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Mobile Financial Services Upside in Emerging Markets

Across the globe, the mobile phone is one of the most important technology advancements for developing nations, as an enabler of economic growth. In fact, many of these emerging countries have already seen a rapid adoption of mobile remittance.

Very basic money transfer services can help fuel a local economy. According to the World Bank, there are 80 countries where less than 50 percent of the adult population has a bank account. Mobile money transfers can provide financial inclusion for those un-banked and under-banked citizens.

The total transaction value of Mobile Financial Services in emerging markets  -- including domestic money transfers, deposits on loans, insurance products, and savings accounts -- will approach $500 billion in 2021, that's up from an estimated $198 billion in 2016.


Mobile Money Service Market Development

Juniper Research discovered that by introducing insurance offerings, mobile network operators had the opportunity to substantially reduce customer churn levels. They cite the example of Telenor Suraksha life insurance in India, which has seen nearly 50 percent of its 45 million user base sign-up for these services.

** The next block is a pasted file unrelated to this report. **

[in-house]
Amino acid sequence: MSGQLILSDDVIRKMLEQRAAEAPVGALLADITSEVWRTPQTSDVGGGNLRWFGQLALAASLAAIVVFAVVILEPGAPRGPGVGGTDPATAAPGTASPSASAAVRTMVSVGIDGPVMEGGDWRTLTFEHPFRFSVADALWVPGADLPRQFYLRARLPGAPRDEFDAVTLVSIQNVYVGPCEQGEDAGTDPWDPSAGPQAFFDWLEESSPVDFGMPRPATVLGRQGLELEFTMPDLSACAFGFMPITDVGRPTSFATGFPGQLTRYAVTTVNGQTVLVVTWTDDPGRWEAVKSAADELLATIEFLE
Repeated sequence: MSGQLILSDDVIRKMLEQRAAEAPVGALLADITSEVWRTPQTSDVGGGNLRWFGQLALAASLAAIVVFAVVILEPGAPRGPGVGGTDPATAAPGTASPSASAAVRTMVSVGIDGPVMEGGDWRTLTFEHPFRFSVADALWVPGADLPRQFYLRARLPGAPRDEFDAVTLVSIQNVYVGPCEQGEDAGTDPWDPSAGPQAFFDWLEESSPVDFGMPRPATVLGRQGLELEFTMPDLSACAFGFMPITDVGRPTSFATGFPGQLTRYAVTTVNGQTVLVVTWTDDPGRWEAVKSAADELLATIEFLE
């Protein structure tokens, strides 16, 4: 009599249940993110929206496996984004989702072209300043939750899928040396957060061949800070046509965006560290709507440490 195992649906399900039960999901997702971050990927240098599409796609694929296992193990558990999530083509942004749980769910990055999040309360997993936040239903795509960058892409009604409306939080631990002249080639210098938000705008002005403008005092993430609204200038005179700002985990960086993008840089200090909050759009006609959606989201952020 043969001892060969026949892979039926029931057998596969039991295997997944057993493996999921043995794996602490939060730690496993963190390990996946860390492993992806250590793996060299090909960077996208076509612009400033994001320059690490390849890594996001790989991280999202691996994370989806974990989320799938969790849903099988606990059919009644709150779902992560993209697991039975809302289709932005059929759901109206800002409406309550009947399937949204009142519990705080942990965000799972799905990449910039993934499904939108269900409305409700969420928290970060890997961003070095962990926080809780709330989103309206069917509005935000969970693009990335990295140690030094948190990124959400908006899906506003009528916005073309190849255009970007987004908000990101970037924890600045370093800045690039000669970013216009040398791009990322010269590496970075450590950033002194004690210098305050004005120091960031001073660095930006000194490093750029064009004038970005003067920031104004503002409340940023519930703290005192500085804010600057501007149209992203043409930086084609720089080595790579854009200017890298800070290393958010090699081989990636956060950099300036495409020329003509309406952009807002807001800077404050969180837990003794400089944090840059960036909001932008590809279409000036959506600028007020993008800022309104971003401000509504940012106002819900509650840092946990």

"The model underpinning the Surakhsa scheme -- requiring consumers to top-up airtime on a monthly basis to receive the insurance cover -- should be widely replicated. It enables operators to maintain average revenue levels within low-income, low-ARPU prepaid environments and allows consumers to reap the benefits of micro-insurance," said Lauren Foye, analyst at Juniper Research.

However, the research cautioned that tailoring basic financial service products to the markets is often a challenge. Juniper analysts believe that several early implementations of mobile financial services -- in markets such as India, the Philippines and Nigeria -- achieved limited adoption because offerings were not aligned well with local consumer needs.

Nevertheless, the research highlighted the Asia-Pacific region -- which is currently under-served due in part to the complexity of national regulations -- as having strong upside growth potential for new product launches.

While restrictions have been in place previously, largely due to cultural beliefs, Juniper found that attitudes are changing in under-served regions, with Indonesia acquiring its first ever microloans product in 2017.

Additionally, specialized products have been launched to address religious or cultural requirements, such as Achuwat in Pakistan which provides interest-free loans to meet Sharia law requirements.

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